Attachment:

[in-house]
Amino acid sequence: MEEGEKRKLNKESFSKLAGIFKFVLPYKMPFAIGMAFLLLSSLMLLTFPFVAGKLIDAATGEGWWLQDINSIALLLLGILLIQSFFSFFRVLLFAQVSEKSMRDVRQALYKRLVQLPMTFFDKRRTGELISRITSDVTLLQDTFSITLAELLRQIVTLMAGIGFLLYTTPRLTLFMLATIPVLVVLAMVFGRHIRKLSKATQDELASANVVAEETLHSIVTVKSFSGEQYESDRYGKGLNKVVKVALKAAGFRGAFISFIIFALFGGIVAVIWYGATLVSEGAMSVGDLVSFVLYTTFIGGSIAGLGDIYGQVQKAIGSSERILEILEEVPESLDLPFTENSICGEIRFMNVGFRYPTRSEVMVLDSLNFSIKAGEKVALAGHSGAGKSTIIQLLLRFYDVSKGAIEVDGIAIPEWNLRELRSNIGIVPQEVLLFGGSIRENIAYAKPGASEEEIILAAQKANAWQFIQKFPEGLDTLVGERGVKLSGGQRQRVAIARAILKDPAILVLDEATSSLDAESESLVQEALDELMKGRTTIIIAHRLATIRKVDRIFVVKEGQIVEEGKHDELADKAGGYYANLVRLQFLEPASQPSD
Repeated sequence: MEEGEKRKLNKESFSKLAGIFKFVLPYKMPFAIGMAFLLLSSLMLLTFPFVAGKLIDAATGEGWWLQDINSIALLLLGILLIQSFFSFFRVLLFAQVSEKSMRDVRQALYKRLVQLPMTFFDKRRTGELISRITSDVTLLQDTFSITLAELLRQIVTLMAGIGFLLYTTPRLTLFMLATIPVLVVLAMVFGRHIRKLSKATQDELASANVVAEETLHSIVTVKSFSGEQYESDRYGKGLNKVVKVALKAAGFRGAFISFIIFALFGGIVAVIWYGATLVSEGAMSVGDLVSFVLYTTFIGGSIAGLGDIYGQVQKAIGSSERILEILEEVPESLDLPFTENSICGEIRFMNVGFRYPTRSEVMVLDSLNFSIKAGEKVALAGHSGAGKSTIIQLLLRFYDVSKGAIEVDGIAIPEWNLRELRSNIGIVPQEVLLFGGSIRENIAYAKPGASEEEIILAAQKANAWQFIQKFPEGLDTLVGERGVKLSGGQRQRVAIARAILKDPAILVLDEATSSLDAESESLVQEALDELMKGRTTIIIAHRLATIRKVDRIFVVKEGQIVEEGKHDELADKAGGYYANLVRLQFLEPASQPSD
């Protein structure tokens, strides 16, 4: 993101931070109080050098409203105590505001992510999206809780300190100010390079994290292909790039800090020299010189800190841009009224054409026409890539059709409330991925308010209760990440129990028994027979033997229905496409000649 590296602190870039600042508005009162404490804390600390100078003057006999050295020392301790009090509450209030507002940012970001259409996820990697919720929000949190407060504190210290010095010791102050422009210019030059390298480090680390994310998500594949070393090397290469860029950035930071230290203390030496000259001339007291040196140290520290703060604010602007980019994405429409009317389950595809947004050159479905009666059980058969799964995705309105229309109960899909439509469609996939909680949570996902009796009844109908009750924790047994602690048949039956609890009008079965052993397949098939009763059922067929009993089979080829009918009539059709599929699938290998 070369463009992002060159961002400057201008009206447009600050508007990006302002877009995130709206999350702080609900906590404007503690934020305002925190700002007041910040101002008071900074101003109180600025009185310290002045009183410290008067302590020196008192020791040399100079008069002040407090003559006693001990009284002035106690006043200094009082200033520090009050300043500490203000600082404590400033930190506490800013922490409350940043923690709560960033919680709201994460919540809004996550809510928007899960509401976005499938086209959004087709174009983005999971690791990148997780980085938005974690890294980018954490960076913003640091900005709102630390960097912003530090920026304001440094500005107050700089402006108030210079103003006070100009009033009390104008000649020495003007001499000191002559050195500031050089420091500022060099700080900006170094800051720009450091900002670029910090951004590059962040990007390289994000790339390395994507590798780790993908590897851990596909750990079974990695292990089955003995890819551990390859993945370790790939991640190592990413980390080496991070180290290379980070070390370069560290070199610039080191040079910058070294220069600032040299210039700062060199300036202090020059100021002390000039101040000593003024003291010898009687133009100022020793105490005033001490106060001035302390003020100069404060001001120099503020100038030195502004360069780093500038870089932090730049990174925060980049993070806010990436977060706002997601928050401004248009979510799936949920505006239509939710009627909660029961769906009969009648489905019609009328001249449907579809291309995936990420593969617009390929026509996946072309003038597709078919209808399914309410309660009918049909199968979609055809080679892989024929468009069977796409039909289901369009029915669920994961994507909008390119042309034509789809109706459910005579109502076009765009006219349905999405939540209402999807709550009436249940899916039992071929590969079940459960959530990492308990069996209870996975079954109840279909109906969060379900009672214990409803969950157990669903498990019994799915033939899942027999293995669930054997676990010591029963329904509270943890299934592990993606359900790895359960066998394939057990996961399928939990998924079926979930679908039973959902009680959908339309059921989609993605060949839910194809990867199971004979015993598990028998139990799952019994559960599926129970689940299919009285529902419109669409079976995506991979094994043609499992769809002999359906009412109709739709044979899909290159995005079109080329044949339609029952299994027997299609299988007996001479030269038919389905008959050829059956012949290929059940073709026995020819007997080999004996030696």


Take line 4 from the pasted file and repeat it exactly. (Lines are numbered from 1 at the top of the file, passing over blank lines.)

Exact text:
């Protein structure tokens, strides 16, 4: 993101931070109080050098409203105590505001992510999206809780300190100010390079994290292909790039800090020299010189800190841009009224054409026409890539059709409330991925308010209760990440129990028994027979033997229905496409000649 590296602190870039600042508005009162404490804390600390100078003057006999050295020392301790009090509450209030507002940012970001259409996820990697919720929000949190407060504190210290010095010791102050422009210019030059390298480090680390994310998500594949070393090397290469860029950035930071230290203390030496000259001339007291040196140290520290703060604010602007980019994405429409009317389950595809947004050159479905009666059980058969799964995705309105229309109960899909439509469609996939909680949570996902009796009844109908009750924790047994602690048949039956609890009008079965052993397949098939009763059922067929009993089979080829009918009539059709599929699938290998 070369463009992002060159961002400057201008009206447009600050508007990006302002877009995130709206999350702080609900906590404007503690934020305002925190700002007041910040101002008071900074101003109180600025009185310290002045009183410290008067302590020196008192020791040399100079008069002040407090003559006693001990009284002035106690006043200094009082200033520090009050300043500490203000600082404590400033930190506490800013922490409350940043923690709560960033919680709201994460919540809004996550809510928007899960509401976005499938086209959004087709174009983005999971690791990148997780980085938005974690890294980018954490960076913003640091900005709102630390960097912003530090920026304001440094500005107050700089402006108030210079103003006070100009009033009390104008000649020495003007001499000191002559050195500031050089420091500022060099700080900006170094800051720009450091900002670029910090951004590059962040990007390289994000790339390395994507590798780790993908590897851990596909750990079974990695292990089955003995890819551990390859993945370790790939991640190592990413980390080496991070180290290379980070070390370069560290070199610039080191040079910058070294220069600032040299210039700062060199300036202090020059100021002390000039101040000593003024003291010898009687133009100022020793105490005033001490106060001035302390003020100069404060001001120099503020100038030195502004360069780093500038870089932090730049990174925060980049993070806010990436977060706002997601928050401004248009979510799936949920505006239509939710009627909660029961769906009969009648489905019609009328001249449907579809291309995936990420593969617009390929026509996946072309003038597709078919209808399914309410309660009918049909199968979609055809080679892989024929468009069977796409039909289901369009029915669920994961994507909008390119042309034509789809109706459910005579109502076009765009006219349905999405939540209402999807709550009436249940899916039992071929590969079940459960959530990492308990069996209870996975079954109840279909109906969060379900009672214990409803969950157990669903498990019994799915033939899942027999293995669930054997676990010591029963329904509270943890299934592990993606359900790895359960066998394939057990996961399928939990998924079926979930679908039973959902009680959908339309059921989609993605060949839910194809990867199971004979015993598990028998139990799952019994559960599926129970689940299919009285529902419109669409079976995506991979094994043609499992769809002999359906009412109709739709044979899909290159995005079109080329044949339609029952299994027997299609299988007996001479030269038919389905008959050829059956012949290929059940073709026995020819007997080999004996030696």